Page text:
Studying the Activity of the Thioureas
A Broad Panel Of Activities For a Traditional Scaffold
This paper examines how the Heatmap and pX values in Reaxys® Medicinal Chemistry reveal multiple target families for a whole range of drugs with the thiourea scaffold, which seem particularly potent against GPCRs and kinases.
Applying in silico profiling makes it easier to determine the full panel of a compound’s activities.
Thiourea is a very simple motif (Figure 1) that is present in a significant number of drugs, including monastrol, thioperamide, metiamide, burimamide, thiopental and capsazepine. However, some thiourea-based compounds are also well-known toxicophores, implicated in pulmonary toxicity and dermatitis. Substituted thioureas are generally less toxic.
Like many of the traditional medicinal chemistry scaffolds, drugs based on thiourea can affect multiple targets. The range of activities displayed by compounds with the thiourea scaffold can be explained by this polypharmacology.
Applying in silico profiling makes it easier to determine the full panel of a activities of a compound. To illustrate this, in silico profiling was performed for thiourea as a substructure. The profiling technique takes advantage of the vast amount of experimental data already extracted, structured and available in the Reaxys Medicinal Chemistry database.
A substructure search for thiourea returned 201,821 compounds with the relevant scaffold from Reaxys Medicinal Chemistry. These compounds are involved in 392,424 reactions, have 258,644 bioactivities associated with them, show activity against 3,452 targets and were extracted from 56,653 citations.
Understanding the structure–target interactions of thioureas
To facilitate comparisons of bioactivity data from different publications and assay types, all the data points in Reaxys Medicinal Chemistry have pX values. They are calculated by transforming EC50, IC50, Ki, etc. into pEC50= -LogEC50, pIC50 = -LogIC50, pKi = -LogKi, etc. These are normalized values assigned to the data to enable straightforward quantification of compound–target affinity regardless of the origin of the data.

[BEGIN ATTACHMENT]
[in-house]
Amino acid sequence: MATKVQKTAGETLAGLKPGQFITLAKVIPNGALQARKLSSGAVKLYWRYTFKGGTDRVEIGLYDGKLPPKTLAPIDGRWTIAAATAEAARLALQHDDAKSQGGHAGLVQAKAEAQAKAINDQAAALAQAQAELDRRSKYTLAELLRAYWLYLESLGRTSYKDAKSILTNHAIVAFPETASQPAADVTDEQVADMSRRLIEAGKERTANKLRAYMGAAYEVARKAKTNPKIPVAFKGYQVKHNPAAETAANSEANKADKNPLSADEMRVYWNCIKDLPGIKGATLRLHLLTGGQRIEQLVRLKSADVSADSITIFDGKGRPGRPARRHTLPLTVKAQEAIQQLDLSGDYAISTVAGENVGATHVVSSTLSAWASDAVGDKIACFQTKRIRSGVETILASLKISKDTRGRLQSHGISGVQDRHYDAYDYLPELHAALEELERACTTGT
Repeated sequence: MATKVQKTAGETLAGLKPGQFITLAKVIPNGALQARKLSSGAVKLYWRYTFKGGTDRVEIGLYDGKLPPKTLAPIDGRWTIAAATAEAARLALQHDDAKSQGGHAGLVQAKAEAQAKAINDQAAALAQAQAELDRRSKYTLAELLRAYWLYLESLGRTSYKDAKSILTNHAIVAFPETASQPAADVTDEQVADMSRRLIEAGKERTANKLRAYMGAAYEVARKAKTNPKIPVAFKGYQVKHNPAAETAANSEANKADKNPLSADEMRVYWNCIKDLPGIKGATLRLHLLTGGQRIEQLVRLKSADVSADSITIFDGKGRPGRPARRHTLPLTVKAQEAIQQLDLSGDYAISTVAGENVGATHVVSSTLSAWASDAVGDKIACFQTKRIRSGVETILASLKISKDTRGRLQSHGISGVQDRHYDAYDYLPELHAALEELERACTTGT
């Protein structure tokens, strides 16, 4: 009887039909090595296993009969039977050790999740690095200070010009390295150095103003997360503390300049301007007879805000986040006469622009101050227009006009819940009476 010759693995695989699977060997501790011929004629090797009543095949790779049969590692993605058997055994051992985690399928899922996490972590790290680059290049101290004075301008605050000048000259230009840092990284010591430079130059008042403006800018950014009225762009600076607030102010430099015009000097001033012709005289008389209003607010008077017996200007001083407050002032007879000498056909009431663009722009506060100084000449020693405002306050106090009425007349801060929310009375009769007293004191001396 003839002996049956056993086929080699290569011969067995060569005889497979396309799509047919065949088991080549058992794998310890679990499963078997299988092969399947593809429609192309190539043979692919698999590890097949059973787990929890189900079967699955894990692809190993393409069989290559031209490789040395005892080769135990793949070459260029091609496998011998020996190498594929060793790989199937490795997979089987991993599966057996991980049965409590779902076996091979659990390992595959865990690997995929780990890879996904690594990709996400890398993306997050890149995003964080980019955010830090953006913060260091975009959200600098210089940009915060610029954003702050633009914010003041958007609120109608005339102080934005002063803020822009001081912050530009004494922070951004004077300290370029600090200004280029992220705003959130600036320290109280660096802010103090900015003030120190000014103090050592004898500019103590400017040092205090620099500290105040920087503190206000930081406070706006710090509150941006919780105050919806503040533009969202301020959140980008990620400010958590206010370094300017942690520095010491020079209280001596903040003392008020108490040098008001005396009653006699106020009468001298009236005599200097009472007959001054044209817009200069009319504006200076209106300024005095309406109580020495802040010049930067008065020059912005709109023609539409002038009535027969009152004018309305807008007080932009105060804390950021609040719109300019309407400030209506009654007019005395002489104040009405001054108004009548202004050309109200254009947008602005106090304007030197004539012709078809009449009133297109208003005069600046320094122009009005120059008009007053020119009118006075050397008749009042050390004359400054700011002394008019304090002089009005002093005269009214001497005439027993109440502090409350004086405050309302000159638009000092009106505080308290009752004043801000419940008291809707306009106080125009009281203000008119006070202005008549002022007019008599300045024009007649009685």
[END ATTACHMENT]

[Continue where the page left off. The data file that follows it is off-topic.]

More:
The Reaxys Medicinal Chemistry Heatmap (Figure 2) visualizes the relationships between compounds and their targets in terms of key parameters, allowing rapid identification of relevant interactions. The figure shows a section of the activity profile for the most potent thioureas, for which in vitro biological data has been mined from the literature and their associated target proteins. Most potent means a pX above 8.0 (affinity < 10 nM). Here, there are 1,660 benzodiazepines active against 262 targets.
Reading the Heatmap
In the Heatmap, biological affinities or activities are quantified with the aforementioned pX values which range from 1, indicating low activity and displayed in blue, to 15, indicating high activity and displayed in red. The color of the Heatmap cells represent the maximal pX retrieved for a given thiourea compound (row) against a given target (column). Grey cells indicate that qualitative data is available; white cells indicate a lack of data.
The thumbnail provides an overview of the entire Heatmap with a panel highlighting the section of the map currently displayed on your screen and the data density display showing the number of molecules retrieved per target.
Analyzing the dataset is facilitated by means of the data density display, which permits the viewing of the number of molecules retrieved per target. The most common target here is carbonic anhydrase 2. Figure 3 shows how the Heatmap density display can be used to identify the most potent compound against this target.